[ExI] massive "green" industrial transformation of the landscape

samantha sjatkins at mac.com
Sun Jul 29 17:58:47 UTC 2007

spike wrote:
>> bounces at lists.extropy.org] On Behalf Of gts
>> Subject: Re: [ExI] massive "green" industrial transformation of the
>> landscape
>> On Sat, 28 Jul 2007 11:33:51 -0400, spike <spike66 at comcast.net> wrote:
>>>> The world's largest dam, ...submerging land that was previously home
>>>> to more than 1 million people...
>>> If we take that into account, we get to add all the energy saved from
>>> those million people not living there anymore.
>> Do we? Seems to me that unless we killed them or prevented their births,
>> those million displaced people consume roughly the same amount of energy
>> as otherwise, albeit from different locations.
>> -gts
> Actually that was kind of a gag, g.  {8^D  A lame one, for sure.
> But it depends on how you count it.  Consider the illegal aliens pouring
> across the border into the US from Mexico every day.  On this side, they
> devour more energy resources than they would if they lived to the south, yet
> since greenhouse gas emissions are measured by oil imports and production
> within each nation's borders, this illegal immigration comes out on the
> books as a massive increase in the US consumption of oil and a decrease in
> Mexican energy consumption. 
Spike, I never know when you are serious.  The popularity of SUVs some 
years back was a massive increase.  Millions of gardeners, day laborers,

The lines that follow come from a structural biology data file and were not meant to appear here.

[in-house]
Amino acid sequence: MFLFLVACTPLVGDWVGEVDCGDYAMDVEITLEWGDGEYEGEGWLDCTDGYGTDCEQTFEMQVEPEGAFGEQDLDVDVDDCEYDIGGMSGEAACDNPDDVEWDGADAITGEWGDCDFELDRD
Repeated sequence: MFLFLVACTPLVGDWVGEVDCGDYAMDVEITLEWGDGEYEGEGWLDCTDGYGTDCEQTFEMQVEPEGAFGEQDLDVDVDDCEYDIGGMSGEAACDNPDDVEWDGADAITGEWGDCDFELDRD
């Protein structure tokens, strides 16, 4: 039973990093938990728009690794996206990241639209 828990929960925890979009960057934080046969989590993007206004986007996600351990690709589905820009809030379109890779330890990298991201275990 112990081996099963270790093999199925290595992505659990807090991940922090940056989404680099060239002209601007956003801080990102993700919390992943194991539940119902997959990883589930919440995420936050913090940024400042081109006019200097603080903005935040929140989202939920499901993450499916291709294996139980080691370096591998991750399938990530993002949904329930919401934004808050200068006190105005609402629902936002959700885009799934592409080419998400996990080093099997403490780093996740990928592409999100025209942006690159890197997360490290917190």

low wage folks in general just cannot remotely match a large fraction 
ofthe energy consumption of  natives.  So I see no way this statement 
can be true.  Another gag?

>  Both changes are per capita, since the illegals
> in the US do not show up on the census-takers roles.  (They flee when any
> government type comes around.)
So do I. :-)

>   Similarly, Mexico might not take into
> account that a portion of their population has vacated to the north, which
> would cause their population estimates to be high, while their oil
> consumption would actually drop.
Have you been to Mexico?  Much of the country has almost non-existent 
consumption (especially compared to US) due to poverty.

> When the Kyoto agreement debates were going on, I never did hear anyone
> mention that the US cannot sign such an agreement, since we have no
> practical way of stopping the flood of illegal immigration.  Or none that I
> know of.  Anyone have a suggestion?).
Bizarre.  Must be a gag.

- samantha

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